Ben: No, I don’t.
Jamie wasn’t suggesting peeing on the Cybermen, although the way things are going for them it might not be so surprising to discover that urine is highly corrosive to their feet. The “right old cocktail” they produce contains benzene, ether, alcohol and epoxy propane. Which they appear to pour into plastic spray bottles (Frazer Hines refers to them as fire extinguishers on the missing episode audio, but they clearly aren’t).
Benoit is horrified that the Cybermen will send their controlled crewmen into the Gravitron room without their protective swimming caps. These produce a very intense sonic field, and without the caps they’d go insane within 12 hours. It takes Hobson to point out to the dozy Doctor that the Cybermen aren’t willing to operate the Gravitron controls themselves. The story’s only nod to the previously inventive approach in portraying the new Doctor is his interior monologue as he works out what the Cybermen are afraid of.
The Doctor: Funny. Funny. Go to all that trouble to make the men do the work. Why? Do it themselves easy. They’re using the men as tools. Why? Dunno. Yes, I do though. Must be something in here they don’t like. Pressure? No. Electricity? No. Radiation? Grav- gravity. Now there’s a thought. Gravity. Oh yes. Gravity.
Like most of the Troughton material, it’s a much-needed oasis of inventiveness in a dull-witted story (although the logic of their weaknesses is as suspect as everything else).
Being Enid Blyton in Space, it’s about time the kids had a spat.
Jamie: It takes more than a wee crack on the head to keep a MacCrimmon down.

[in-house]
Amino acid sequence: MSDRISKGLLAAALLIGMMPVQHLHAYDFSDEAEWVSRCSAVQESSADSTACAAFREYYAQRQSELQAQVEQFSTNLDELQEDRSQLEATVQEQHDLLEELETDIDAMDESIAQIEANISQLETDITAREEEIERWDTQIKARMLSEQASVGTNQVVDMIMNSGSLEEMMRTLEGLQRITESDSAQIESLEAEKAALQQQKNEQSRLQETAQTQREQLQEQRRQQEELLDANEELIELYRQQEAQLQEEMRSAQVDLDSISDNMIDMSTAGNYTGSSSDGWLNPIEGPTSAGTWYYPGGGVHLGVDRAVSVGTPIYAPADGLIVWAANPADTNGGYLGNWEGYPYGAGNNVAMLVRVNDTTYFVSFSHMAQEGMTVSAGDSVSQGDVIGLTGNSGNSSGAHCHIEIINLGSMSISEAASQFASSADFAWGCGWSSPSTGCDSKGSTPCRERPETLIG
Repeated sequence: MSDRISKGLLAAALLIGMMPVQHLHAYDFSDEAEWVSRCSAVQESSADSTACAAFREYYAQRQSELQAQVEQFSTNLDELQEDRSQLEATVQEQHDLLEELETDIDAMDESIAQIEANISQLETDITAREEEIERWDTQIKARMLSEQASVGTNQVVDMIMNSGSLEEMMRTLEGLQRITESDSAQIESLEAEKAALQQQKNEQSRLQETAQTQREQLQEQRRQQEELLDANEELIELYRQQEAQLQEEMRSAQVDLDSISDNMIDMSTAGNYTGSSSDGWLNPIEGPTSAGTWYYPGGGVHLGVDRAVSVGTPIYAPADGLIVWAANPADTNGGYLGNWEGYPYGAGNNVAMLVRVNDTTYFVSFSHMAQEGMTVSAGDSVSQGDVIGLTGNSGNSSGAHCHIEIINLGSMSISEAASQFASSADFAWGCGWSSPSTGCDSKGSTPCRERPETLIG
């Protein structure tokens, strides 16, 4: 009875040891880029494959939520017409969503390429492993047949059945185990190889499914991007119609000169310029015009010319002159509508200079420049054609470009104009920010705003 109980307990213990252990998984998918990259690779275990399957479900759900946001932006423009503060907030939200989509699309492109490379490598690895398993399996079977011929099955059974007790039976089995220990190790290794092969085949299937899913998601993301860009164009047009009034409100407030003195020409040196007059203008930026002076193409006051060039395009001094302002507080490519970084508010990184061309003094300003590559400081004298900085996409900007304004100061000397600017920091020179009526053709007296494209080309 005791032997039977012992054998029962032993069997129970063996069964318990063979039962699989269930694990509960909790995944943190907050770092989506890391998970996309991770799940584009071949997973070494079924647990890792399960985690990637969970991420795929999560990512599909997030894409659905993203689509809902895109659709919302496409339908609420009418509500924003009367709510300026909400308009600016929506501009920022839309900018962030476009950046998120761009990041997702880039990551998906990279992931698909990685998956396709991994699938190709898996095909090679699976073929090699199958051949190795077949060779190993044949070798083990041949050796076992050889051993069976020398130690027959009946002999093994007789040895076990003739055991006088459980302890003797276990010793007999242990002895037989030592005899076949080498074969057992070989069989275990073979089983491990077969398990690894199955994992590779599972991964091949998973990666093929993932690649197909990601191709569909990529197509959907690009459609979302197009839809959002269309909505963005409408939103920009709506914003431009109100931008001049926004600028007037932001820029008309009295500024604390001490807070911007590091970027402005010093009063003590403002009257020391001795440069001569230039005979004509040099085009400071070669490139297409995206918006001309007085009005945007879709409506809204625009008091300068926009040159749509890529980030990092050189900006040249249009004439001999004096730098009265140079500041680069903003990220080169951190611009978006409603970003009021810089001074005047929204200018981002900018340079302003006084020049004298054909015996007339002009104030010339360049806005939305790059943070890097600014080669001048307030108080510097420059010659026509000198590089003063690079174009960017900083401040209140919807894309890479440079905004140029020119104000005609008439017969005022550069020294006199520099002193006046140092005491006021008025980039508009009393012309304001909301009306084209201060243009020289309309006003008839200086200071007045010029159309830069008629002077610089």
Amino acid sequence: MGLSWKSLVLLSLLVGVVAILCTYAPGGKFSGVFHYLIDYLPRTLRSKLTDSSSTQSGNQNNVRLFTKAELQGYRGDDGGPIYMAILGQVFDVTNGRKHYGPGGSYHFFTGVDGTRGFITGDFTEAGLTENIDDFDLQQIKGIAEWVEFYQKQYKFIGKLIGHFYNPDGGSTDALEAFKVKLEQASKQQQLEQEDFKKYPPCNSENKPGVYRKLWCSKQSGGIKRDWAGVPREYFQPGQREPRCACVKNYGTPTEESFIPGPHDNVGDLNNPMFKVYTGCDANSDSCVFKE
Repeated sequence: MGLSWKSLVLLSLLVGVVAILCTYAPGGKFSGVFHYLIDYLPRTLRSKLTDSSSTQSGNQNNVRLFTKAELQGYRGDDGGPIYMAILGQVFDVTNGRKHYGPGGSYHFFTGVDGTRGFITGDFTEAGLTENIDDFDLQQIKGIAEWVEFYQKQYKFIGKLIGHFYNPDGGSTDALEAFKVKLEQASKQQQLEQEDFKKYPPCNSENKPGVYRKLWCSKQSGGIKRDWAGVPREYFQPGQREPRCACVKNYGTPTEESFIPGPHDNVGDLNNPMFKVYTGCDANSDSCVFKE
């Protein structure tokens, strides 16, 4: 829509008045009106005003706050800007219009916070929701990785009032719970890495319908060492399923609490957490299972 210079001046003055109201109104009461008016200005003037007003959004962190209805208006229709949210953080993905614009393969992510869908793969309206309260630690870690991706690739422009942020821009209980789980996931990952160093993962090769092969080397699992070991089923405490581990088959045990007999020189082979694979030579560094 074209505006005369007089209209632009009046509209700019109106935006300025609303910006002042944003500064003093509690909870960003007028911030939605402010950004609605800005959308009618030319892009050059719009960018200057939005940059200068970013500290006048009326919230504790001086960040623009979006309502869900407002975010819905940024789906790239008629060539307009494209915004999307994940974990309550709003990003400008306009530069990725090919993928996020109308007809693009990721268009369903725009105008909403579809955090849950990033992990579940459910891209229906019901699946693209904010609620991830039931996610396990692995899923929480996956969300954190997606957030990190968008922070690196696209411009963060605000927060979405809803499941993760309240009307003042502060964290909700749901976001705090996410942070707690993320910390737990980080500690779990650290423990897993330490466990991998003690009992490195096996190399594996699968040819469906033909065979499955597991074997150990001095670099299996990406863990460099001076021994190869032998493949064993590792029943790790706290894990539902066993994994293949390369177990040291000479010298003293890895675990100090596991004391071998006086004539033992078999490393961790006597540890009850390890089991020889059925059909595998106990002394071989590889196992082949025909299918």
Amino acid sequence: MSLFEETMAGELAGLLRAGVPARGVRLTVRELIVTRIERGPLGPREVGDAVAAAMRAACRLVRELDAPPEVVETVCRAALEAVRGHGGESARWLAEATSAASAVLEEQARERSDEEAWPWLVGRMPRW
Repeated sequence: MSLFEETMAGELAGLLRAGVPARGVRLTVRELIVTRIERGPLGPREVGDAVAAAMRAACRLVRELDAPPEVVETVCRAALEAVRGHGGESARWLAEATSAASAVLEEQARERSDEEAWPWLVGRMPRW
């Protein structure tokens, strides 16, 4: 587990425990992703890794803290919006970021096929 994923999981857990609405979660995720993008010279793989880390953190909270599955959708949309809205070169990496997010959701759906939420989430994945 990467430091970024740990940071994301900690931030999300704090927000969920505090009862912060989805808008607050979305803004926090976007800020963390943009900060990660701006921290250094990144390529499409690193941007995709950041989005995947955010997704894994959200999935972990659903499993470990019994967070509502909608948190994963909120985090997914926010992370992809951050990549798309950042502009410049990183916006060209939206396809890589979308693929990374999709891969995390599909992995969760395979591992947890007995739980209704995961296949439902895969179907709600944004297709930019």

Ben: Look mate, we don’t want you cracking up on us. I’m sure Polly’s very impressed.
Jamie: Look, I said I was better. Would you like me to prove it to you?
Ben: Any time, mate.
The thought that Ben’s being a prick is only confirmed when he follows it up by instructing, “Not you, Polly. This is men’s work”. On the positive side, she doesn’t act the wilting violet and refuses to remain there.
The sequence of overcoming the Cybermen (aided by the Doctor disorientating the controlled crewmen through his turning up the volume of the RT unit) sounds reasonably effective, and it’s at least dramatically compelling to have a seeming victory just prior to the end of the episode. The Cybermen chest units get all nice and frothy when they are sprayed, whereas the one Ben tackles on the lunar surface (rescuing Benoit) spurts volumes of juice that would get Victor Lewis Smith all excited. I’m not really clear on why a glass full of Pollycocktail will be so much more effective in tackling a Cyberman in a vacuum than a spray bottle, but it seems to work.
Hobson announces “From our point of view we’re under siege” (the Cybersaucer really does seem very close to the TARDIS, and the scale looks all wrong too), instructing the companions to “Make up as much of that gubbins as you’ve got. We may need it”. The advancing Cybermen look quite effective (strength in numbers), aided enormously by the space march theme.
As witless as ever. Many stories appear to hide behind their plot holes with invented science. This one at least keeps things down to earth, but in doing so reveals itself as ridiculous, nonsensical or foolishly twee.